The glitch items and most item stacks can be farmed reliably though using a series of glitches: such as (but not the only way, there were different harder methods before this), item duplication (e.g. with Missingno.) to get a x129 stack, toss 2 duplicate again to get a x255 stack, a glitch discovered by the speedrunning community based on an older exploit by TAS Community member MrWint to access inventory items beyond slot 20, and how items beyond slot 20 correspond with other memory addresses, such as e.g. for general use; your x-position (which due to how the game works can be extended beyond the connection boundary limit with an item swap, then if you proceed to manually exceed it with the Celadon City map by walking right the map will just loop around for really high x-positions without changing the modified x value); so this can be abused to get almost any item (as each item will correspond with an x value) using the Celadon looping map glitch (of note, in the original Japanese versions the x position was a quantity and the y position an item; meaning for Red/Green/Blue/Yellow a similar exploit is on Cycling Road but you get Glitch Cities instead of looping maps the further you move down; so may need a glitch like the walk through walls Select glitch).
If a programming error leads to the game attempting to execute RAM (known as an access point), that can be used for your advantage. An early example is the discovery of ５かい in Japanese Red/Green (since a long time ago here; I know the archive says 2011 but I think it may have been before that too) running your party Pokémon structure as code, which in the Japanese versions runs D123 (party Pokémon data structure, beginning at the number of party Pokémon), so with specific Pokémon you can redirect the code to a more easily changeable and intricate structure like your inventory items (~D2A2). This much later lead to the discovery of the 8F glitch item doing essentially the same thing in English versions (it runs D163 which is the same structure as Japanese versions at number of party Pokémon), just requiring different Pokémon to get to (usually as has been done) item 3 (D322).
Pokémon arbitrary code execution things:
[TAS] Pokémon Yellow - Arbitrary Code Execution
By far probably the most advanced Pokémon RBY exploit for arbitrary code execution, meaning this would work on an unmodified ROM from scratch if you made it play by a TAS bot, it completely takes over the video and audio data and code flow using constant inputs to the game (impossible for a human without a TAS), as much to give the illusion you switch to playing a ROM hack, Gold/Silver, Tetris, etc. Additionally, the hardware's limits are tested with PCM for portal related text to speech, PCM Spongebob sound clip etc.
Other Pokémon program TASes on TASVideos:
www.youtube.com/watch?v=tNPisyK43Lc : Pijack version for Pi Day
www.youtube.com/watch?v=p5T81yHkHtI : "Total control" arbitrary code execution glitch to play some custom My Little Pony music with custom graphics (basic now compared to MrWint's)
Pokemon Blue: Creating a creepypasta save file with the '8F' item (arbitrary code execution)
"Pokemon Red/Blue Virus 2.0, and the Mew that was hiding under the truck all along.":
Non-emulator required memory editor, memory viewer (originally by offgao):
Enchanced version for executing areas in the code you want by TheZZAZZGlitch (with other changes):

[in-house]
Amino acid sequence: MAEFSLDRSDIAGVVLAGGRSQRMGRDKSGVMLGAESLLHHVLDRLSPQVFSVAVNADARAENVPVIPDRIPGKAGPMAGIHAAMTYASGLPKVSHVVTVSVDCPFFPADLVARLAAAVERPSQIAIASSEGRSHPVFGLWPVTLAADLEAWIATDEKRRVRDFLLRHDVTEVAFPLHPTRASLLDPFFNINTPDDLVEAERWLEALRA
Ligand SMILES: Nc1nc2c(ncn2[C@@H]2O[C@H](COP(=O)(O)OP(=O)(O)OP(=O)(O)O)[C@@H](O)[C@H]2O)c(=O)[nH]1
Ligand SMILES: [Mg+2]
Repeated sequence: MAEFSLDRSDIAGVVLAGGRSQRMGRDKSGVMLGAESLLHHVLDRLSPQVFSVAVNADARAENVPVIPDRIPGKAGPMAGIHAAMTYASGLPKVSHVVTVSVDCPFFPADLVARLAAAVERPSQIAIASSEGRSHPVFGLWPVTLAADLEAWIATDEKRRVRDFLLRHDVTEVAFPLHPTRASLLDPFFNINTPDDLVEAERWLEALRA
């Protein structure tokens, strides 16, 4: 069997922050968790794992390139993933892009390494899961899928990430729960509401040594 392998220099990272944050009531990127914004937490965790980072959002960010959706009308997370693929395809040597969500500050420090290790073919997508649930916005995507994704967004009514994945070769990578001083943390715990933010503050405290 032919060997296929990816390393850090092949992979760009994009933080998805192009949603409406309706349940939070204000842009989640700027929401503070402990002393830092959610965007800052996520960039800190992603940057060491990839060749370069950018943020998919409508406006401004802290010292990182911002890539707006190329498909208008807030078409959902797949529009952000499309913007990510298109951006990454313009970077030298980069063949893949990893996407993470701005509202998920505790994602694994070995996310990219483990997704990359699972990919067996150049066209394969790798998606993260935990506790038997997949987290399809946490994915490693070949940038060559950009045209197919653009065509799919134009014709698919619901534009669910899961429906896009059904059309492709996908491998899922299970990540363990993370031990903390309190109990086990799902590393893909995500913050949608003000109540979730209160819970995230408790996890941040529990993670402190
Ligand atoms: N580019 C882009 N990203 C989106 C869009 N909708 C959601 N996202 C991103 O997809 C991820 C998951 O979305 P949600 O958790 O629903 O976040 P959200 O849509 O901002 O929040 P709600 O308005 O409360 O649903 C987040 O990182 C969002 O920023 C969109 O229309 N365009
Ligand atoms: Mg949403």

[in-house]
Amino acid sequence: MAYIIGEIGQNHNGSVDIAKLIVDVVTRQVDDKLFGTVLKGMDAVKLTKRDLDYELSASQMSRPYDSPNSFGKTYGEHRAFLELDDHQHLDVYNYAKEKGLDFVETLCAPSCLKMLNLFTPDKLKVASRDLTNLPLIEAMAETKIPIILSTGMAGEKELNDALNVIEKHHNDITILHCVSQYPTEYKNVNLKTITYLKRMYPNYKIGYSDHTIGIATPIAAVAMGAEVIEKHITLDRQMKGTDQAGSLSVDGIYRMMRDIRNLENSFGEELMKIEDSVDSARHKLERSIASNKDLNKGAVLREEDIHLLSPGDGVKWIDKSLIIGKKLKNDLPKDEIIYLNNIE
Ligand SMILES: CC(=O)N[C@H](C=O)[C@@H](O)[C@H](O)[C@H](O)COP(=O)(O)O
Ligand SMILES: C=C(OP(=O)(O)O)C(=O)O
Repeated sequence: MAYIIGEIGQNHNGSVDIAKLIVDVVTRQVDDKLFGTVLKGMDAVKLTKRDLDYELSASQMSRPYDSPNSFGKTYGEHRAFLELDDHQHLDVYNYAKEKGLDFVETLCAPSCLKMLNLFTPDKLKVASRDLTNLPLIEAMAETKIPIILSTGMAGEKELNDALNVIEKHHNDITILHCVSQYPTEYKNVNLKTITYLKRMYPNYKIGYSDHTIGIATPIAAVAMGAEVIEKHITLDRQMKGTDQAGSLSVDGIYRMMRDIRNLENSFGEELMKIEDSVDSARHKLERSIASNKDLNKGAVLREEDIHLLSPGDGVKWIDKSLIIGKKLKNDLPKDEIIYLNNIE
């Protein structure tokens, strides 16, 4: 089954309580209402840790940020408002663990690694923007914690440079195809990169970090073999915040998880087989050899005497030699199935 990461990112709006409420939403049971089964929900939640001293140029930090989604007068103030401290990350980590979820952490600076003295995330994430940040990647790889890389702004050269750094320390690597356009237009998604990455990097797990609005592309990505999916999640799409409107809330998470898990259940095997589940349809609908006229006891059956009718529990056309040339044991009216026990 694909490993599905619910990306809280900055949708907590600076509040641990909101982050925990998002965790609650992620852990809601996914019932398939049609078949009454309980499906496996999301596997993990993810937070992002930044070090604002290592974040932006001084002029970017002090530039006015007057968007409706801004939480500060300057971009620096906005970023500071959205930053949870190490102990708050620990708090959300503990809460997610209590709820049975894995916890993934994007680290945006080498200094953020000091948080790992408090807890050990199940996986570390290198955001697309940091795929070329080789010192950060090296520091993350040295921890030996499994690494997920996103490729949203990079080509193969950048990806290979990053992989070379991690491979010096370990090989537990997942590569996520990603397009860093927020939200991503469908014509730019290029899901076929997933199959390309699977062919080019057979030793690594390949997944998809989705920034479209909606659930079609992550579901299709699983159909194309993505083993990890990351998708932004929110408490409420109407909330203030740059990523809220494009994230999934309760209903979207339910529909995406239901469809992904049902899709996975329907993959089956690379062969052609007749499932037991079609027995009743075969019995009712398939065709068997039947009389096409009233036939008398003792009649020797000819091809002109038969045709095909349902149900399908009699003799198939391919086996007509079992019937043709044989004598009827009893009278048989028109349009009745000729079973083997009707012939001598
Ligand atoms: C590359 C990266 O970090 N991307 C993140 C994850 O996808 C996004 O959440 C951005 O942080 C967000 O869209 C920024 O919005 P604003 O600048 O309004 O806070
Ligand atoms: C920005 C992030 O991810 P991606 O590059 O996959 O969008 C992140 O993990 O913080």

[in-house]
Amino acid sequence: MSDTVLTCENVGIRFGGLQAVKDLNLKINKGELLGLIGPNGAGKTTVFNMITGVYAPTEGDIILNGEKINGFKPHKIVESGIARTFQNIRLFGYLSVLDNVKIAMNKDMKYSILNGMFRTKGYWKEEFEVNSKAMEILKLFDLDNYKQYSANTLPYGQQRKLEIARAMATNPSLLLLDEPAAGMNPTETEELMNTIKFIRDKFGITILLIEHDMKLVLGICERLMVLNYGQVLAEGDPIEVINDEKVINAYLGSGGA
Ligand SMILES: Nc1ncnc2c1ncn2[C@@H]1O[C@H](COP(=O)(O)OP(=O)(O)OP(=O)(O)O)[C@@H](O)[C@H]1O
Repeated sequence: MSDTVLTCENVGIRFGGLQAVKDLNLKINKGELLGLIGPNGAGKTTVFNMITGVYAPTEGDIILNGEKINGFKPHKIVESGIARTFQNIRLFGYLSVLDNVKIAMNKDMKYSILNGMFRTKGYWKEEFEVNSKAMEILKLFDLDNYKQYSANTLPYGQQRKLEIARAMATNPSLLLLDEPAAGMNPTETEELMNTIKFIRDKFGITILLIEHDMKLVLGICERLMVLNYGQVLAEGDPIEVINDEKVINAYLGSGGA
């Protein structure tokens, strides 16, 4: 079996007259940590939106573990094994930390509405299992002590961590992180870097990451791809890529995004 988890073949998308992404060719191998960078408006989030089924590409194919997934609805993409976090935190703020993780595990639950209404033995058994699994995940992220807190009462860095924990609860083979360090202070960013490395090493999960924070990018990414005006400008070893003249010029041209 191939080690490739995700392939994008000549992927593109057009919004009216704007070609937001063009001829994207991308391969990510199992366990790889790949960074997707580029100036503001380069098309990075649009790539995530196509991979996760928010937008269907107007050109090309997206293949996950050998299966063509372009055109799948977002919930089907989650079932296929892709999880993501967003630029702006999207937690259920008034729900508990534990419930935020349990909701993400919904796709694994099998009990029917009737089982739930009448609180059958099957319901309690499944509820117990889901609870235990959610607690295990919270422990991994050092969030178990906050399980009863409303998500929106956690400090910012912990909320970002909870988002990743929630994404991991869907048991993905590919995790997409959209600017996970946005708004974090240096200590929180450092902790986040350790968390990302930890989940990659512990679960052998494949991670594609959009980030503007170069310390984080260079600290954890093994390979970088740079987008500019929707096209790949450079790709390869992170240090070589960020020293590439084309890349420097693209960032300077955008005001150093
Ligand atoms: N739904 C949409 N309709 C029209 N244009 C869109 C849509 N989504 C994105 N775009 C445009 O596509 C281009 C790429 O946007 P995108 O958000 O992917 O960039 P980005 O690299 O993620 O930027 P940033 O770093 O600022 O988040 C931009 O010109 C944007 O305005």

Non-emulator required memory editor, memory viewer and code runner (EN G/S):
By Epsilon, method to set it up by me:
Shrek the Pokémon:
I made my own exploit for Shrek a 'real' Pokémon once, who would actually stay in an unmodified ROM after saving and resetting, because most of the data is in the current stored Pokémon box which is relatively large.
(It was possible to set up with glitches, even though it would take forever. At the time I had CFW on 3DS but just copied the save file over though. I lost the source code but have the Pokémon Yellow Shrek.sav save file, which will add Shrek to a real unmodified ROM, as if it was a ROM hack but isn't at the same time).
He's '100% real' you could say (in terms of sprites anyway, I guess that's not 100% then), and permanent (until I change boxes or significantly modify the save):
However, he only exists because I used arbitrary code execution to hijack the OAM DMA routine (normally run every frame and is sprite related) to instead check whether the Pokémon was Bellsprout and/or maybe 65535 ID (not sure what conditions I used) and then automatically change it's sprite. So this Pokémon is just a Bellsprout named Shrek with glitches to secure he always has a custom sprite (which I wrote in the RAM using glitches to write to the memory byte by byte, and sprite creation tools to convert .PNG into raw bytes). Bellsprout was fitting because it could loosely be associated with onions, and naturally has a good palette for Shrek.
There is also a glitch in the save file (a glitch of this glitch!), where sometimes the sprite doesn't automatically change. The broken overworld sprites was because I still didn't know how to properly fix the normal OAM DMA process.
Another one of my exploits to turn Pallet Town into a simulation of Twinleaf Town without ROM hacking (because town layout can be stored in RAM as tileblocks in the memory, so you just have to copy the bytes you want over from one structure to the tile block structures, change them and make sure this doesn't change again) yet in practice you need to use ACE to write a lot of bytes to RAM as you can't just do this with e.g. one set of inventory items without e.g. using the inventory items as a memory editor for the much large PC Pokémon structure:
More custom Pokémon sprite stuff:
"SRAM hack" on a physical Game Boy Color but because this is save data, you don't need to hack the ROM and can even modify the save data specifically to do it with something like the ws m glitch item.
Tetris in unmodified Pokémon ROM: